My ride was good, actually better than I expected because I wasn't riding on the Great Hungarian Plain as I thought I would be. It wasn't long after I left Lenti that I was reminded that this part of Hungary is hilly, even though both north and south of here is plain. Something about climbing a steep hill only to descend and climb another steep hill, over and over, got me thinking that, despite the fact that I had been riding on the plain for the last several hours of my ride yesterday, I wasn't going to be riding on a plain today!
There was a lot of climbing and descending for the first part of my ride. The road was curvy, the vegetation was varied, my legs were getting tired, and the riding was much more fun than I expected. It was about 65 km to Keszthely, the first, and biggest, town on the north side of Lake Balaton. About 50 km of that was hilly riding. There were, relatively short, 10% grades, and one hill even had a passing lane. It was pretty country and nice riding.
Roughly half way to Keszthely
That is a short 10% grade
Note the redundant signs!
Hungary put km markers that count down to the next major place on the road
They even put them next to signs that dispay the same information...
Coming down from the hills onto a flat area before the Lake
You can see part of the lake in the center of this image
When I got into Keszthely, I saw a sign for the Lake Balaton Bike path. The sign didn't have those words on it, but, even in Hungarian, I can recognize a bike symbol and I've seen the Hungarian word for bike path enough to recognize it. I followed the signs and found the start of the path. There, a sign listed two destinations, one 3 km away and the other 60 km away. Although the 60 km destination was not Balatonfured which was my destination, I figured 60 km of lake bike path would get me close to where I wanted to go. It did, even if it didn't turn out to be quite as simple as I hoped. Most of my riding from that point on was on bike paths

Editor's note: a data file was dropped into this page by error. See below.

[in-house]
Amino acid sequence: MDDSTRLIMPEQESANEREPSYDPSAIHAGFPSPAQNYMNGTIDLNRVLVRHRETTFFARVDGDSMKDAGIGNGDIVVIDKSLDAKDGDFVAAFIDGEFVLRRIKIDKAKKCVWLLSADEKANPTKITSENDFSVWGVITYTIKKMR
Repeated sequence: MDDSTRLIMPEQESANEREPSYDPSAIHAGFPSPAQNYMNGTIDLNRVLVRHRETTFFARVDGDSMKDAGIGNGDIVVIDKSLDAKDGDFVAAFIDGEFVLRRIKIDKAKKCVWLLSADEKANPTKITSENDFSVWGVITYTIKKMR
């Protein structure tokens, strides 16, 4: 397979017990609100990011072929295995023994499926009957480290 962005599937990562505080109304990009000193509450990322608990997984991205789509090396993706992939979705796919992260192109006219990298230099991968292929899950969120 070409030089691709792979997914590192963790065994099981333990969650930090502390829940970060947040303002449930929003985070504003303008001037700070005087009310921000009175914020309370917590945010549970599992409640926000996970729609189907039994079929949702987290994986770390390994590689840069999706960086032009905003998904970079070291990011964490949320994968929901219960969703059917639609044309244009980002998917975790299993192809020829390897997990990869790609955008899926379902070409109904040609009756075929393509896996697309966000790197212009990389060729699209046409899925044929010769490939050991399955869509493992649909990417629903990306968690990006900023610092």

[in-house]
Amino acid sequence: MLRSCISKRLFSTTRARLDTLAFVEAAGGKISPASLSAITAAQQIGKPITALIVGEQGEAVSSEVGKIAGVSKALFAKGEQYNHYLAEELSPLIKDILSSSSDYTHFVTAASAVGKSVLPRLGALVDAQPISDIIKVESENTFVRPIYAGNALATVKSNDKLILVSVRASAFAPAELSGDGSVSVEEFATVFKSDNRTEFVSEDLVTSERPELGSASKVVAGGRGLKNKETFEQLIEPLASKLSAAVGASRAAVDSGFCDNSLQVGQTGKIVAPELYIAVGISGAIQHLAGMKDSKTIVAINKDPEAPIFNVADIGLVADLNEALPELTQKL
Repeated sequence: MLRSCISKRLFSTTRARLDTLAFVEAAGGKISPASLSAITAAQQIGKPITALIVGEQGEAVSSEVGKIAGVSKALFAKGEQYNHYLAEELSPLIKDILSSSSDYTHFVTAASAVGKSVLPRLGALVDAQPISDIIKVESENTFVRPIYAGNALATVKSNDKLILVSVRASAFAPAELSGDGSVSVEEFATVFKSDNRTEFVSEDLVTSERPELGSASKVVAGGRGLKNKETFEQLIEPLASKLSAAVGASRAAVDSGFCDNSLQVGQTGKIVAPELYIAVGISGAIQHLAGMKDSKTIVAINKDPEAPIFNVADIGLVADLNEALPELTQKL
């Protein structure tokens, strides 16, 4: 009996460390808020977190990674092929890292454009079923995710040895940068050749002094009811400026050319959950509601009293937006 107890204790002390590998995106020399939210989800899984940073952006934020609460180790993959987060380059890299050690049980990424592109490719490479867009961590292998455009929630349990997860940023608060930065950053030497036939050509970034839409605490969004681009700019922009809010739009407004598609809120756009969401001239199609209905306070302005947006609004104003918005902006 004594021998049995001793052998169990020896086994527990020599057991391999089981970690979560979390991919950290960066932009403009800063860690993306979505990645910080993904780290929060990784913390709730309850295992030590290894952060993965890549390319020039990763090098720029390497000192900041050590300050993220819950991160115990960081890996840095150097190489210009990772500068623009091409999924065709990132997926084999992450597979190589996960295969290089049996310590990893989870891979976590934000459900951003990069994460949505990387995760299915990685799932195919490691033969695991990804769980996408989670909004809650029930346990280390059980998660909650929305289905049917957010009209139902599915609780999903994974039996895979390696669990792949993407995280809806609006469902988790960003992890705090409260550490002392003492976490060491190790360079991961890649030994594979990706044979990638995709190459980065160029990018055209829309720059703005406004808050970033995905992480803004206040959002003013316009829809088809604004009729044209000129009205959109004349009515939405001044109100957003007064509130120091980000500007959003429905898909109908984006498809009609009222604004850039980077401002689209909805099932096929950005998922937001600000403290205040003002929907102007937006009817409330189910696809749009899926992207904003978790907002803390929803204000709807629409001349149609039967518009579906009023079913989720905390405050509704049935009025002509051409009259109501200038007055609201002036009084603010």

The first 20 km or so of bike path parallels the railroad tracks. Most of the rest parallels highway 71 which is the main road along the lake. even where the path parallels the road, it is legal to ride on the road. A couple of jerks today blew their horns at me when I was on the road because they thought I should be on the path. I figure they were Germans here on vacation, since I experience that same rude behavior many times in Germany. I called them ass***es as I smiled and waved ;-). Most of the time when the bike path was next to the road, I did use it, but sometimes it was too boring, or too bumpy, or too full of things other than bicycles.
There were places where the bike path disappeared or just went farther away from the road than I cared to go. I did follow it down to near the lake a couple of times. Usually I could not see the lake from the path, but once it actually ran right along the edge of the water for a hundred feet or so. Most of time when it was near the water, the waterfront was a series of parks and recreational areas. A few of those were public beaches, but many required payment to use the beach. There were lots of services in those areas, but they were for the beach, and not accessible from the bike trail. A few sections of the trail did go trough service areas and, of course, you could always ride on the road and find services there. There was at least one 10 km section on the way here where the bike path simply did not exist.
When I got to Balatonfured - there is an umlat over that 'u' - I stopped to check my Lonely Planet for recommended Hotels. I stopped at the first one of those I came to, The Uno. It really isn't pricey for a place right on the lake - about 45 Euros with breakfast - and, after an initial encounter with a security person that wanted me to leave my bike out of my sight while I registered, the place is bike friendly. There are a LOT of bicyclist in this part of Hungary.